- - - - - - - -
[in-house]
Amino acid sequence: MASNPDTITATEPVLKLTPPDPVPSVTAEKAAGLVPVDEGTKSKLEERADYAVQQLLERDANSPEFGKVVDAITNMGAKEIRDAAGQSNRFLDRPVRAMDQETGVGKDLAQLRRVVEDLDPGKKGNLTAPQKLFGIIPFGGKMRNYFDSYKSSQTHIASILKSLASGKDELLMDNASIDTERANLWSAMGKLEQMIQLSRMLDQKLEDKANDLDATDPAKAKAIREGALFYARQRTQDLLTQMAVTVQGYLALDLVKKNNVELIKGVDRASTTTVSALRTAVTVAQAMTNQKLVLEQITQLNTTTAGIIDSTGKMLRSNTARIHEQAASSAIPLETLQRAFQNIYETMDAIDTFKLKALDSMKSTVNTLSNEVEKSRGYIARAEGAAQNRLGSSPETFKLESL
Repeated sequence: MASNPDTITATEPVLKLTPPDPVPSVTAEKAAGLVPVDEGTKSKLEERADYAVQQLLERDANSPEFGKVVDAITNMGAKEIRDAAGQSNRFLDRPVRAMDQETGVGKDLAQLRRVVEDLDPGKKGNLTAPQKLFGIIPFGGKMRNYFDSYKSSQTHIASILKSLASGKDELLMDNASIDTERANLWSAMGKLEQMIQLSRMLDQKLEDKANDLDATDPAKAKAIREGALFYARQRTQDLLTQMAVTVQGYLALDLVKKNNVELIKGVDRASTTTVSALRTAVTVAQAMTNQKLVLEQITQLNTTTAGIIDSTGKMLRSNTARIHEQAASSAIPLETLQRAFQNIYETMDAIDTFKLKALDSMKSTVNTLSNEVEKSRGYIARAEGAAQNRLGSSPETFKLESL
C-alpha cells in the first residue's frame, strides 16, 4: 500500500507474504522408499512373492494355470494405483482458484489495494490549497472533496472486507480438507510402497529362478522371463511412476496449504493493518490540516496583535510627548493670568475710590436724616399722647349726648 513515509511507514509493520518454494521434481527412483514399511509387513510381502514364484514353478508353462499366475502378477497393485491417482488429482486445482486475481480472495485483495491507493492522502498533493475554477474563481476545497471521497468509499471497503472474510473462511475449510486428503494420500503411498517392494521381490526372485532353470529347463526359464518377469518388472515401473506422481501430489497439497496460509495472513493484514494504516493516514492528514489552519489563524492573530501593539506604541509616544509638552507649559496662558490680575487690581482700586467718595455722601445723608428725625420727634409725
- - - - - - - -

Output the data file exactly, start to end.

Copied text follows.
[in-house]
Amino acid sequence: MASNPDTITATEPVLKLTPPDPVPSVTAEKAAGLVPVDEGTKSKLEERADYAVQQLLERDANSPEFGKVVDAITNMGAKEIRDAAGQSNRFLDRPVRAMDQETGVGKDLAQLRRVVEDLDPGKKGNLTAPQKLFGIIPFGGKMRNYFDSYKSSQTHIASILKSLASGKDELLMDNASIDTERANLWSAMGKLEQMIQLSRMLDQKLEDKANDLDATDPAKAKAIREGALFYARQRTQDLLTQMAVTVQGYLALDLVKKNNVELIKGVDRASTTTVSALRTAVTVAQAMTNQKLVLEQITQLNTTTAGIIDSTGKMLRSNTARIHEQAASSAIPLETLQRAFQNIYETMDAIDTFKLKALDSMKSTVNTLSNEVEKSRGYIARAEGAAQNRLGSSPETFKLESL
Repeated sequence: MASNPDTITATEPVLKLTPPDPVPSVTAEKAAGLVPVDEGTKSKLEERADYAVQQLLERDANSPEFGKVVDAITNMGAKEIRDAAGQSNRFLDRPVRAMDQETGVGKDLAQLRRVVEDLDPGKKGNLTAPQKLFGIIPFGGKMRNYFDSYKSSQTHIASILKSLASGKDELLMDNASIDTERANLWSAMGKLEQMIQLSRMLDQKLEDKANDLDATDPAKAKAIREGALFYARQRTQDLLTQMAVTVQGYLALDLVKKNNVELIKGVDRASTTTVSALRTAVTVAQAMTNQKLVLEQITQLNTTTAGIIDSTGKMLRSNTARIHEQAASSAIPLETLQRAFQNIYETMDAIDTFKLKALDSMKSTVNTLSNEVEKSRGYIARAEGAAQNRLGSSPETFKLESL
C-alpha cells in the first residue's frame, strides 16, 4: 500500500507474504522408499512373492494355470494405483482458484489495494490549497472533496472486507480438507510402497529362478522371463511412476496449504493493518490540516496583535510627548493670568475710590436724616399722647349726648 513515509511507514509493520518454494521434481527412483514399511509387513510381502514364484514353478508353462499366475502378477497393485491417482488429482486445482486475481480472495485483495491507493492522502498533493475554477474563481476545497471521497468509499471497503472474510473462511475449510486428503494420500503411498517392494521381490526372485532353470529347463526359464518377469518388472515401473506422481501430489497439497496460509495472513493484514494504516493516514492528514489552519489563524492573530501593539506604541509616544509638552507649559496662558490680575487690581482700586467718595455722601445723608428725625420727634409725